Wednesday, 13 February 2019 13:33

Hotspots increase, soil moisture dips

Written by  Pam Tipa
North Island milk collection for the 2018-19 season to that date was up 4% and South Island milk collection up 5%. North Island milk collection for the 2018-19 season to that date was up 4% and South Island milk collection up 5%.

Soil moisture is now decreasing nationwide but Fonterra’s latest Global Dairy Update shows milk collection was up 4% to December 31.

For the seven months to December 31 collection reached 914 million kgMS.

North Island milk collection for the 2018-19 season to that date was up 4% and South Island milk collection up 5%.

NZ collections in December were 185m kgMS, 5% up on the same month last season. North Island milk collection in December was 7% higher than December last season and the South Island 2% higher.

NIWA last week said many more ‘hotspots’ – with soil moisture deficits – were seen during the previous week in the North Island. 

A large hotspot now encompasses all of Northland and northern Auckland. Another large hotspot covers much of northern Waikato and Coromandel Peninsula. Additional hotspots are in central Manawatu-Whanganui and a small part of Tararua District.

Across the South Island, soil moisture levels generally decreased in northern areas, although small improvements were seen in inland Otago and Southland.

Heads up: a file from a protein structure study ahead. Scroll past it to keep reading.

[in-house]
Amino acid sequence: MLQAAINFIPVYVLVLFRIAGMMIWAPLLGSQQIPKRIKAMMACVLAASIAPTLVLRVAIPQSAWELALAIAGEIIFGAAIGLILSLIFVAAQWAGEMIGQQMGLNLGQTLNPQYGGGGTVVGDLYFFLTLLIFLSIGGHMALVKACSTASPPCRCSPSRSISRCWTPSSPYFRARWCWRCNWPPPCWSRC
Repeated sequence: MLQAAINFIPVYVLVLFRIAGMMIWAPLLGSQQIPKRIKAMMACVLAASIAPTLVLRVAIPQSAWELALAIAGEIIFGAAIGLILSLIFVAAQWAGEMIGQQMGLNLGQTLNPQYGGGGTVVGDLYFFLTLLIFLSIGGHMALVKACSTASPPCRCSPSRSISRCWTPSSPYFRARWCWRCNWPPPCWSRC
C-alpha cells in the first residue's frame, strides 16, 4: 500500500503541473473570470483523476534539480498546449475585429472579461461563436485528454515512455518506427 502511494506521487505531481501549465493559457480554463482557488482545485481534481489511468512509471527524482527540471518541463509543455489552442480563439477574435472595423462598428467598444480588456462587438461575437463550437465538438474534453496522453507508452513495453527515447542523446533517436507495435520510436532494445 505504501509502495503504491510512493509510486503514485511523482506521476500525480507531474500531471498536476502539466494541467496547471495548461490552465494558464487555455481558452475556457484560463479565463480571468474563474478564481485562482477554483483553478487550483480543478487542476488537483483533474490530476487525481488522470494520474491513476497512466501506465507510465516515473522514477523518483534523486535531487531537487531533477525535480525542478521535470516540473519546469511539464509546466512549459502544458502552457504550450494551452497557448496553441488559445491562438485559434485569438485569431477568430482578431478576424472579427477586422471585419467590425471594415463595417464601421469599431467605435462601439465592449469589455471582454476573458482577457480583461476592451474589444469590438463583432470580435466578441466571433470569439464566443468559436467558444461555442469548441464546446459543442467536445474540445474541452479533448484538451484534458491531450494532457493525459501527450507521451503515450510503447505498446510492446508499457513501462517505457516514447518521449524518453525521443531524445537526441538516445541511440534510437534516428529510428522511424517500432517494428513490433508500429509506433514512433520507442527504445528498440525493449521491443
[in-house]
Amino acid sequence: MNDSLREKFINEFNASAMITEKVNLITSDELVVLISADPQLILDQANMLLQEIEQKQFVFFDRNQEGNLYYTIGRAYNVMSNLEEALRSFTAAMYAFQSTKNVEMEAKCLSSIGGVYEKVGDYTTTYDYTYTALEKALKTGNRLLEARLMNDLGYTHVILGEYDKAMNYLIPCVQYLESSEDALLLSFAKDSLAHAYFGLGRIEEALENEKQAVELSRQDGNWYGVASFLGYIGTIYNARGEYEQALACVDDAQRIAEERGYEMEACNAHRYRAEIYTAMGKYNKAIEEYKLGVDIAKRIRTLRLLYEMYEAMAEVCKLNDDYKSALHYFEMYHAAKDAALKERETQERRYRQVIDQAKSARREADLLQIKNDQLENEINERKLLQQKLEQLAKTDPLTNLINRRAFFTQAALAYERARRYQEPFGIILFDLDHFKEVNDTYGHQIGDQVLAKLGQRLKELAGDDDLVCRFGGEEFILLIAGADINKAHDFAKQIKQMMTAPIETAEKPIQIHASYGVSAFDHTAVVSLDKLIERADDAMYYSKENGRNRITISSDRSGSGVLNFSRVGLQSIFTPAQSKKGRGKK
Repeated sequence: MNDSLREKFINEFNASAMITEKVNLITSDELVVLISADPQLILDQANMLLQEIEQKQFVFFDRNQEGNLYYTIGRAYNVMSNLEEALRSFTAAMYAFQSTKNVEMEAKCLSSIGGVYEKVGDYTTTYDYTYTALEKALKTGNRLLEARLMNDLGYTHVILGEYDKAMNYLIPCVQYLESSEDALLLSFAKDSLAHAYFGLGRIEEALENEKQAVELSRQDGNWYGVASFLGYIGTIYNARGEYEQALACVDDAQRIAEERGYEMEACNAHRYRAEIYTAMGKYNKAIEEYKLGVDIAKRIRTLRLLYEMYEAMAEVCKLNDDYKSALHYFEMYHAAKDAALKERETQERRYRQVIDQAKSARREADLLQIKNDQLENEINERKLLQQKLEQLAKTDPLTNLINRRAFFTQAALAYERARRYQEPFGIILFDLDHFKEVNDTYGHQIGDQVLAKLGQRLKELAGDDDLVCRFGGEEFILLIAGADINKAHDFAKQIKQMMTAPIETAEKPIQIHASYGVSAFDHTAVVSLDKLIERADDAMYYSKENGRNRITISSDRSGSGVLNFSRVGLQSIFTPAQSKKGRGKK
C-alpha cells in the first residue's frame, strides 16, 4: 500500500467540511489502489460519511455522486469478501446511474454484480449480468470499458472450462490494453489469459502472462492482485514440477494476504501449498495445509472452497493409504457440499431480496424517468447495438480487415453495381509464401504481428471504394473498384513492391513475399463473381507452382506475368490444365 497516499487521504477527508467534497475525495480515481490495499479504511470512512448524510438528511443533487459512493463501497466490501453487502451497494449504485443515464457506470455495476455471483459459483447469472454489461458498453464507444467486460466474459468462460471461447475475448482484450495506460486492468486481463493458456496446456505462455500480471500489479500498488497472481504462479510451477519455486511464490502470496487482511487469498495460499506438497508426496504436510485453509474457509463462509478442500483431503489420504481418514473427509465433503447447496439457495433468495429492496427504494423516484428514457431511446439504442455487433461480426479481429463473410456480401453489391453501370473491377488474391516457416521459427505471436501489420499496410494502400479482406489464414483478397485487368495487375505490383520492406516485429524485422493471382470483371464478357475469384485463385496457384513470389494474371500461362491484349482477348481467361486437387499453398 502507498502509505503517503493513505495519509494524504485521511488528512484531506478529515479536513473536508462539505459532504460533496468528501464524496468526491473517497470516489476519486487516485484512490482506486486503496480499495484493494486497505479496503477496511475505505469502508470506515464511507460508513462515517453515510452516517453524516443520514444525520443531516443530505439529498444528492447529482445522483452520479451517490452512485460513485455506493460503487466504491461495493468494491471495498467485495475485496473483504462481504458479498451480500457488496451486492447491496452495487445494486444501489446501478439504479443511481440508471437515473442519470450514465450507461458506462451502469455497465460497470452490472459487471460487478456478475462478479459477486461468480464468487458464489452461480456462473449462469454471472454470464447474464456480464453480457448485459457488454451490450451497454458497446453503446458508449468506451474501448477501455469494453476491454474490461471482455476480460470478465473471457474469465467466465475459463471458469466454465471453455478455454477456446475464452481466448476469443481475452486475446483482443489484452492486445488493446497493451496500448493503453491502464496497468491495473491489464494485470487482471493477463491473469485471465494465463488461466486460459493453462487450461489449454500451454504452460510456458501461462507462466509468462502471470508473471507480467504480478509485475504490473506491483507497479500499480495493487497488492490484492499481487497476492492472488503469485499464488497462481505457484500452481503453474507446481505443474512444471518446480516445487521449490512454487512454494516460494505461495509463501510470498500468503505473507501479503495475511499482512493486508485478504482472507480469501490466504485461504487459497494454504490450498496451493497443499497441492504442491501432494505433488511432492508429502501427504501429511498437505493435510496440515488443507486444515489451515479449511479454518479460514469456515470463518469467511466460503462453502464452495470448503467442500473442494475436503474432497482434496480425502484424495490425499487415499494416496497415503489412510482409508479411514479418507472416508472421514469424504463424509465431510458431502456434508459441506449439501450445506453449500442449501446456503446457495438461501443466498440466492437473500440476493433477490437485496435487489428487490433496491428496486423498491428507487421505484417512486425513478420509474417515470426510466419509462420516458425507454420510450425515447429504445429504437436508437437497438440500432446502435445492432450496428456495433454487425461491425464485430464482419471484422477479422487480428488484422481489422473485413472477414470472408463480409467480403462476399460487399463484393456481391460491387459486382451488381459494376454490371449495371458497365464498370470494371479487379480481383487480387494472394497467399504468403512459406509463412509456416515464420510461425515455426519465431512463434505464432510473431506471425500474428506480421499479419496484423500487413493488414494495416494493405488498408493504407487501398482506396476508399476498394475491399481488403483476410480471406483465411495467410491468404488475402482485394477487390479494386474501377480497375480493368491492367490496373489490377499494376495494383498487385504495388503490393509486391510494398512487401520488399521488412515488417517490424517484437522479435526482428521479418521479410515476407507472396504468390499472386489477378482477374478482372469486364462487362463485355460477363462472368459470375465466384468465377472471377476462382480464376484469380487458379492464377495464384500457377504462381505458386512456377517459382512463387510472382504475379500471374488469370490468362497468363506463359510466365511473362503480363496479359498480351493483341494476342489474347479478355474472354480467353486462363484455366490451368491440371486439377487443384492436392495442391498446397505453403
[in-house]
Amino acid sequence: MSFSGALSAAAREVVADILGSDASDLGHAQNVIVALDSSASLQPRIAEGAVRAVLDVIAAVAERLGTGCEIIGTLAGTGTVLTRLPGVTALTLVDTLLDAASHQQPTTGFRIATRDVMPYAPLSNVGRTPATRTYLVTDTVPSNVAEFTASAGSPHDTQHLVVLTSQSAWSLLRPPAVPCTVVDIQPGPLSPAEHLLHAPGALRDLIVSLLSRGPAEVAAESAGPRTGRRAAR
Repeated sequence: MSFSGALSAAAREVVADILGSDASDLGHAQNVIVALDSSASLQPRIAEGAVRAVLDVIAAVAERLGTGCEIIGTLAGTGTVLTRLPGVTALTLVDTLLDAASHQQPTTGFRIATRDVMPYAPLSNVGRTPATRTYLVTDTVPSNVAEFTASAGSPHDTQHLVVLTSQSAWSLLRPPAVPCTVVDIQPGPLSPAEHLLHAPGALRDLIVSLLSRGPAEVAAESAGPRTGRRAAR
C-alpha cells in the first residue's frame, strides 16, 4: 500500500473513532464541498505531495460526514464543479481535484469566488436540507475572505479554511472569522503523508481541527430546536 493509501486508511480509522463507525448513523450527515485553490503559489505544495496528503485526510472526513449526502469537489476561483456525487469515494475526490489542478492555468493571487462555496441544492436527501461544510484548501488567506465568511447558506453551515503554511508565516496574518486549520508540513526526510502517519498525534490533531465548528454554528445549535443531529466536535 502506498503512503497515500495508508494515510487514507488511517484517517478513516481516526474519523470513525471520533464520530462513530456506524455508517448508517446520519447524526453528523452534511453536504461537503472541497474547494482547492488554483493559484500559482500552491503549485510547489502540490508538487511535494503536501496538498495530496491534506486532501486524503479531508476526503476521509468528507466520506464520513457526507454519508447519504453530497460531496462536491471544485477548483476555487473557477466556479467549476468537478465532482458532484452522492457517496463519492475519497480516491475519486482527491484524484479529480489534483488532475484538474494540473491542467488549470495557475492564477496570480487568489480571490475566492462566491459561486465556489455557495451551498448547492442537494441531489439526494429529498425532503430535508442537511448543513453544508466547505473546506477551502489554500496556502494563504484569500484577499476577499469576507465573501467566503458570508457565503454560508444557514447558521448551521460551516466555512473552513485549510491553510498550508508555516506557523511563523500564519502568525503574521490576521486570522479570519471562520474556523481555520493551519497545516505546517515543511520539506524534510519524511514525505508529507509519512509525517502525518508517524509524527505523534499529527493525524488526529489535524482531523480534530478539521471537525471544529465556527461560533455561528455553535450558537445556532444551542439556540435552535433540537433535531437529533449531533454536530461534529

A couple of new, small hotspots have begun to emerge in northern Hurunui District and inland South Canterbury.

Oz collection down

Fonterra's New Zealand result contrasts with the cooperative’s milk collection in Australia for the six months to December 31, which was down 14% on the same period last season. 

Australia collections in December reached 13 million kgMS, down 18% on the same month last season. 

High input costs and poor seasonal conditions continued, resulting in increased cow cull rates, decreasing the season’s milk production. 

Nominations open

Nominations are open for a national award that recognises dairy farmers who farm sustainably.

The Fonterra Responsible Dairying Award, launched last year in the New Zealand Dairy Industry Awards, honours farmers respected by their peers and community. Entry is by nomination only.

The winner could be a supplier to any of NZ’s processors and come from any farm or farming partnership displaying performance and leadership in caring for people, animals, ecosystems and communities.

Rachel Baker, the awards executive chair, says farmers are encouraged to tell how they are farming responsibly -- environmentally and socially -- and to showcase excellence.

“Many of our winners and entrants from our Dairy Trainee, Dairy Manager and Share Farmer awards programmes do this and progress to leadership roles in the industry and their communities.

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